15 Jun 2007
Thin-film coating and filter manufacturer Barr Associates has developed products for applications as wide-ranging as the study of the planet Pluto to pinpointing early signs of cancer. OLE catches up with technical experts at the US company to find out more.
Not many engineers can say that the products they helped to develop are going to the planet Pluto – but Tom Mooney can. He is principal engineer at filter manufacturer and thin-film coating specialist Barr Associates, US.
Barr has supplied spectral filters for the New Horizons mission, which was launched in 2006 and will fly past Pluto in 2015. Pluto is the only planet in our solar system unexplored by space probes. New Horizons will take important images that will help us to understand this mysterious, icy planet.
The probe will also take many images of other planets and moons during its journey to Pluto. If it wasn't for Barr's spectral filters, these images would be in black and white. "Without spectral filters, important spectral information would be missing from these images," said Mooney. "The more colours on the filter, the more colours can be detected."
One way of acquiring images over many spectral bands is to incorporate a multiple position filter wheel in the optical train. But the filter wheel imposes a large mass burden on the system and the mechanical nature of the wheel could compromise reliability. Filter wheels are still in use today – Barr supplied filters for the Hubble space telescope. "But when flying to Pluto, you need to conserve fuel," explained Mooney. "The size of the optics, including the filter, had to be reduced when compared with the conventional wheel design."
To achieve this, a multicolour filter can be placed directly over an area array, multiple-line detector or focal-plane array. These multicolour filters are relatively simple optical systems and can incorporate many colours. Using thin-film coatings, Barr makes patterned filters and assembled array filters.
Patterned filters consist of multiple individual filter coatings deposited on a single substrate in well-defined zones, which may or may not overlap. A wide variety of processes exist to produce patterned arrays, most of which involve some form of photolithography. "Yield is a serious issue with patterned filters," said Mooney. "It often limits the practical number of colours to about three or four, but for many systems this is adequate."
The New Horizons mission uses an assembled filter array from Barr that has six colours. Each colour is used to look for a specific material or substance either in the atmosphere or on the surface of a planet.
Unlike patterned filters, assembled arrays can be made from a variety of substrates, using a variety of coatings and can give a large number of colours. Barr's record to date is an 18-element multispectral filter micro-array where each element is a high-precision thin-film filter that is only 0.032 mm wide. "This is an exceptional number of elements," said Mooney. "The usual number for space applications is between four and 10."
The manufacturing of these arrays is extremely challenging. Using thin-film coating techniques, filters are first coated onto appropriate substrate materials of a relatively large area. These are then sliced using a precision saw into tiny individual filters that are assembled together with other filters from other coating batches to make an array. An epoxy-based glue is used to stick the filters together.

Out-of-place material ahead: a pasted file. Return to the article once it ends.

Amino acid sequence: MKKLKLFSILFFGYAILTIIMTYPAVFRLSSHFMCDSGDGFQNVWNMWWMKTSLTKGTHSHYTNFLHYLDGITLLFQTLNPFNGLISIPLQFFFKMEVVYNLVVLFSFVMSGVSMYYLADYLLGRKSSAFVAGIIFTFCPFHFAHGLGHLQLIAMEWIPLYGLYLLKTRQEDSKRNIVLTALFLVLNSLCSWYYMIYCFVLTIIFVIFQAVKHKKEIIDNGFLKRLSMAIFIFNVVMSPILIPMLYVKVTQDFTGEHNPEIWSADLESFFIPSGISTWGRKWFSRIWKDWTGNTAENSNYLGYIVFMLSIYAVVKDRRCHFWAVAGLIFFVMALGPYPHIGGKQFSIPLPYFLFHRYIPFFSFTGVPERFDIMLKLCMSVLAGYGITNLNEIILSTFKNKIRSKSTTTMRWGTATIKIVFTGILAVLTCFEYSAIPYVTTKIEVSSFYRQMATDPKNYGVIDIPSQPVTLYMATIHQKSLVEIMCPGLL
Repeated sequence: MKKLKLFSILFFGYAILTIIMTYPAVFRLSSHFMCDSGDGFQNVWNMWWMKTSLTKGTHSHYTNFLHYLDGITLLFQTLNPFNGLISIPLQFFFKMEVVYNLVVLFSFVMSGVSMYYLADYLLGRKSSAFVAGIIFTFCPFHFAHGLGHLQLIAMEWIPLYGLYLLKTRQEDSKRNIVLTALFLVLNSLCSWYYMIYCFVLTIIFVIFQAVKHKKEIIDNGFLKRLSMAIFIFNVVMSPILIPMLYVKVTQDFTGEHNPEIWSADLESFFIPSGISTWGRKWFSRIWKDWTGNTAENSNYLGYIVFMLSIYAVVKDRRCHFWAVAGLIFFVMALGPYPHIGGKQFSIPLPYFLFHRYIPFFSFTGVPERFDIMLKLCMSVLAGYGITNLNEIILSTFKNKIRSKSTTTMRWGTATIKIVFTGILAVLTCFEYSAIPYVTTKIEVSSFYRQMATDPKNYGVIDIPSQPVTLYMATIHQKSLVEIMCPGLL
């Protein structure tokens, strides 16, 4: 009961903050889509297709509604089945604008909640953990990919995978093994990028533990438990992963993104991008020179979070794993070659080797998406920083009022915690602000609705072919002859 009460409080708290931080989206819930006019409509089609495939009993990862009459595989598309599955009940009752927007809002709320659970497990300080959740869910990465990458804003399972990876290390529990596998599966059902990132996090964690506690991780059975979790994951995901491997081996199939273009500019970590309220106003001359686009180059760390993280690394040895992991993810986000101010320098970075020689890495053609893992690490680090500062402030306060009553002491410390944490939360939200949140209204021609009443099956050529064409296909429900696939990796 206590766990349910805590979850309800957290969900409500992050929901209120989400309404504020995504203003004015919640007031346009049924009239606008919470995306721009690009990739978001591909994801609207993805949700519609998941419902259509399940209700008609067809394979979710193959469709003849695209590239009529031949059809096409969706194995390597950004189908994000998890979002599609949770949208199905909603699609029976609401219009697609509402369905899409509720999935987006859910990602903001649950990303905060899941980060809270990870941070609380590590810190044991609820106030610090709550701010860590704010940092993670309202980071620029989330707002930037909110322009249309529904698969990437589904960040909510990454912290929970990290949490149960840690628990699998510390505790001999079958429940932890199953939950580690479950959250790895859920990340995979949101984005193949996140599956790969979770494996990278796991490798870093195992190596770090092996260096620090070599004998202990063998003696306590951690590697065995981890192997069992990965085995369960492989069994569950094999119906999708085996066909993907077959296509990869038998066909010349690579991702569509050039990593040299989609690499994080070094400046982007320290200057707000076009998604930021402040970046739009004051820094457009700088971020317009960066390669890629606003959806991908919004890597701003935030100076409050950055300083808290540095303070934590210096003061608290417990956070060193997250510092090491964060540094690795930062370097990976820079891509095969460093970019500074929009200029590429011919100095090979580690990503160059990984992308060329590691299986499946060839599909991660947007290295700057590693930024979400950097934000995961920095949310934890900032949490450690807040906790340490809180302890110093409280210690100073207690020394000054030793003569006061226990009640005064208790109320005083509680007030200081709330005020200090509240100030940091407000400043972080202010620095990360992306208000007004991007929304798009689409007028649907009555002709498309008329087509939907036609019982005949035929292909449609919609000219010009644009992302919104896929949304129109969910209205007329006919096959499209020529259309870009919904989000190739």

"The saw we use was originally designed to cut ceramics for the read-head of hard-disc drives and can give us tolerances of around 10 µm," said Mooney. "The challenge is to assemble the filters within mechanical tolerances and to align them with a predetermined detector architecture."
While this seems like a convoluted way of manufacturing a filter, it does give a large degree of flexibility in terms of design. For example, some arrays can cover the visible through to the thermal infrared wavelength range a difficult task for a patterned filter.
But not all filters that Barr makes need to be complicated. The company has also supplied simple, low-cost filters to a UK company that makes microsatellites. These small imaging satellites are used for disaster monitoring by countries that ordinarily cannot afford to have a space programme.
Mooney believes that one of the company's strengths is that it does not limit the range of its customers. "Barr works on a wide range of applications, for a wide range of people and makes filters in a wide range of sizes," he added. For example, Barr has produced a tiny filter to go onto the end of an endoscope that will be used to detect early signs of cancer. The company is also capable of making large (0.5 m diameter) filters for ground-based astronomers.
Mooney recalls that one of the earliest projects he worked on at the company was some low-cost filters for a graduate student. "That graduate student went on to become the principal investigator on the Hubble telescope and that contact helped open the door onto a much larger project," commented Mooney.
Working across markets also means innovative ideas can be used in different applications. "We developed a 16-colour filter for a paint manufacturer for a low-cost colour matching system," he said. "Some customers from the space industry saw this in our labs and realized that this could be used for their application. Until they saw it at Barr, they didn't realise it could be done."
• This article originally appeared in the May 2007 issue of Optics & Laser Europe magazine.